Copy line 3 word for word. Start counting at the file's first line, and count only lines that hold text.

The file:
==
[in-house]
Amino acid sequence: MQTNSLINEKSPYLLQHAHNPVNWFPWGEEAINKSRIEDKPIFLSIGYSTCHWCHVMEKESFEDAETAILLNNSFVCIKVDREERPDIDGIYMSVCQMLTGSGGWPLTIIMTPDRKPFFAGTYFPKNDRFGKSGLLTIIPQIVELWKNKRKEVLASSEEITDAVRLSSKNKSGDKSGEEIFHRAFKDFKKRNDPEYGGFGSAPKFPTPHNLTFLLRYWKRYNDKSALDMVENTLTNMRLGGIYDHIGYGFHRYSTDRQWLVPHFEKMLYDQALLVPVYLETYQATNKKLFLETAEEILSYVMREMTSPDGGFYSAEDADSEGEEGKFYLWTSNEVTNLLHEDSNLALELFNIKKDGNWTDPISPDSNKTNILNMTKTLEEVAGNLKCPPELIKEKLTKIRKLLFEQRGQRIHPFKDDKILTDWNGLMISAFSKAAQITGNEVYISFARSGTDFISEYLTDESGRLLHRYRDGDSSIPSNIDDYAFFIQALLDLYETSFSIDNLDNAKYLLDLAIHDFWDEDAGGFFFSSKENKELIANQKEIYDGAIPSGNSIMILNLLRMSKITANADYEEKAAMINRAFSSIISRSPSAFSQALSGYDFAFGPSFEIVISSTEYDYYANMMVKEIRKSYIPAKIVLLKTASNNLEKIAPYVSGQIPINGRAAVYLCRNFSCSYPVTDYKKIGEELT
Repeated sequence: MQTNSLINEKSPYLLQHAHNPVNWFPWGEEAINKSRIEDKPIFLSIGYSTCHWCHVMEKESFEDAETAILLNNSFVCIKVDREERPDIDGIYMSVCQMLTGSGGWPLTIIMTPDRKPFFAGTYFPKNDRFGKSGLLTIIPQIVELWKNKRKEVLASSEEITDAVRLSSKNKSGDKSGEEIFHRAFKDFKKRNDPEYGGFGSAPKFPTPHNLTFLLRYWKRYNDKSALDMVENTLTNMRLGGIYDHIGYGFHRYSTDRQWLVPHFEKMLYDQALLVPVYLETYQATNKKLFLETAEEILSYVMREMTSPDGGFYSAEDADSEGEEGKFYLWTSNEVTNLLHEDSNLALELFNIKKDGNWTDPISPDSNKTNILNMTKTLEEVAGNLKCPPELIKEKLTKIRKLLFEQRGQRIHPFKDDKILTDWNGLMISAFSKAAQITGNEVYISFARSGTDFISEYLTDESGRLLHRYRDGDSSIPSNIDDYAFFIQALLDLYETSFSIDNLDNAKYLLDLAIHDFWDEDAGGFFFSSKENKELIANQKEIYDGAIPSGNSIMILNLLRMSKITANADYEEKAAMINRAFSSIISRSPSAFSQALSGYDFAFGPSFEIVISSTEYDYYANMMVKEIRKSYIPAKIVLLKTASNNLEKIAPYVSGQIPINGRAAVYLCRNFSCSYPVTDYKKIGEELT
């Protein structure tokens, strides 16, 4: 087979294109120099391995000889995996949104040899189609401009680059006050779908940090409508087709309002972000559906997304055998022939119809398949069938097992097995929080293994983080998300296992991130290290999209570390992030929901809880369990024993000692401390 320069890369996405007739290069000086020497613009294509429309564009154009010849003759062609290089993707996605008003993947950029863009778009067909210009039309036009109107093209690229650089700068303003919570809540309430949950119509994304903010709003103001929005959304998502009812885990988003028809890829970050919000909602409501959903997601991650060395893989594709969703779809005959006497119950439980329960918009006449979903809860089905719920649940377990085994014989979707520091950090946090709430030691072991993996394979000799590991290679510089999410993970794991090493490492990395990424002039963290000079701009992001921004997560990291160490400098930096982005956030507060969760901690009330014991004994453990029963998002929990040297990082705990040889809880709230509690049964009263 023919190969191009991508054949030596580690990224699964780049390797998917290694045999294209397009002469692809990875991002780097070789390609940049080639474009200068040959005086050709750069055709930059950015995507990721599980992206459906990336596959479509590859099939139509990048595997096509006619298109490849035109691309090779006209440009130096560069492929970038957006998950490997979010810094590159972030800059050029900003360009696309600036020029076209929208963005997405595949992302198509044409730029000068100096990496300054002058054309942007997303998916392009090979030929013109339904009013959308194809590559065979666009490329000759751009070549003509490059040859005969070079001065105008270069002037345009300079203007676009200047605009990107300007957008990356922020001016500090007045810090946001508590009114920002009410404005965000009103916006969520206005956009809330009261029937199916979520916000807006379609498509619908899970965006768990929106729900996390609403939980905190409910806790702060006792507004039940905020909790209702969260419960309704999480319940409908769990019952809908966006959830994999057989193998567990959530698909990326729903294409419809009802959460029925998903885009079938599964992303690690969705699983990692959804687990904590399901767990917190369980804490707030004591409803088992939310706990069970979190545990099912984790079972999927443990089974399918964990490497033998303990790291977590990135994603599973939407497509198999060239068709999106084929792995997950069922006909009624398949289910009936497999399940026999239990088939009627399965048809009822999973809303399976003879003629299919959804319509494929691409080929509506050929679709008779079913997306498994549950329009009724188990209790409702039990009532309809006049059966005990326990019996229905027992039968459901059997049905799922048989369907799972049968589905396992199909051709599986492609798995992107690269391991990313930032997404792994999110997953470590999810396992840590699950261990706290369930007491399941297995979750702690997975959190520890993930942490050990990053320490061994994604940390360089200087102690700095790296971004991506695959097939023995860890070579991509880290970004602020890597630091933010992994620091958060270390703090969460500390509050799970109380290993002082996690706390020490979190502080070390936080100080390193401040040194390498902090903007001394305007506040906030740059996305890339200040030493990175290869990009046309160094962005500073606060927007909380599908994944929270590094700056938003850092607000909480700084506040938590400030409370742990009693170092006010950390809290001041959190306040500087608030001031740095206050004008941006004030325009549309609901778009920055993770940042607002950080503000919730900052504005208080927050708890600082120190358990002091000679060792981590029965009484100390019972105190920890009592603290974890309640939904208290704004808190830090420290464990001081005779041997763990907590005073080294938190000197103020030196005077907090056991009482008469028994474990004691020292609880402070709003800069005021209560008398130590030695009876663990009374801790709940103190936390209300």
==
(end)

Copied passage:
Repeated sequence: MQTNSLINEKSPYLLQHAHNPVNWFPWGEEAINKSRIEDKPIFLSIGYSTCHWCHVMEKESFEDAETAILLNNSFVCIKVDREERPDIDGIYMSVCQMLTGSGGWPLTIIMTPDRKPFFAGTYFPKNDRFGKSGLLTIIPQIVELWKNKRKEVLASSEEITDAVRLSSKNKSGDKSGEEIFHRAFKDFKKRNDPEYGGFGSAPKFPTPHNLTFLLRYWKRYNDKSALDMVENTLTNMRLGGIYDHIGYGFHRYSTDRQWLVPHFEKMLYDQALLVPVYLETYQATNKKLFLETAEEILSYVMREMTSPDGGFYSAEDADSEGEEGKFYLWTSNEVTNLLHEDSNLALELFNIKKDGNWTDPISPDSNKTNILNMTKTLEEVAGNLKCPPELIKEKLTKIRKLLFEQRGQRIHPFKDDKILTDWNGLMISAFSKAAQITGNEVYISFARSGTDFISEYLTDESGRLLHRYRDGDSSIPSNIDDYAFFIQALLDLYETSFSIDNLDNAKYLLDLAIHDFWDEDAGGFFFSSKENKELIANQKEIYDGAIPSGNSIMILNLLRMSKITANADYEEKAAMINRAFSSIISRSPSAFSQALSGYDFAFGPSFEIVISSTEYDYYANMMVKEIRKSYIPAKIVLLKTASNNLEKIAPYVSGQIPINGRAAVYLCRNFSCSYPVTDYKKIGEELT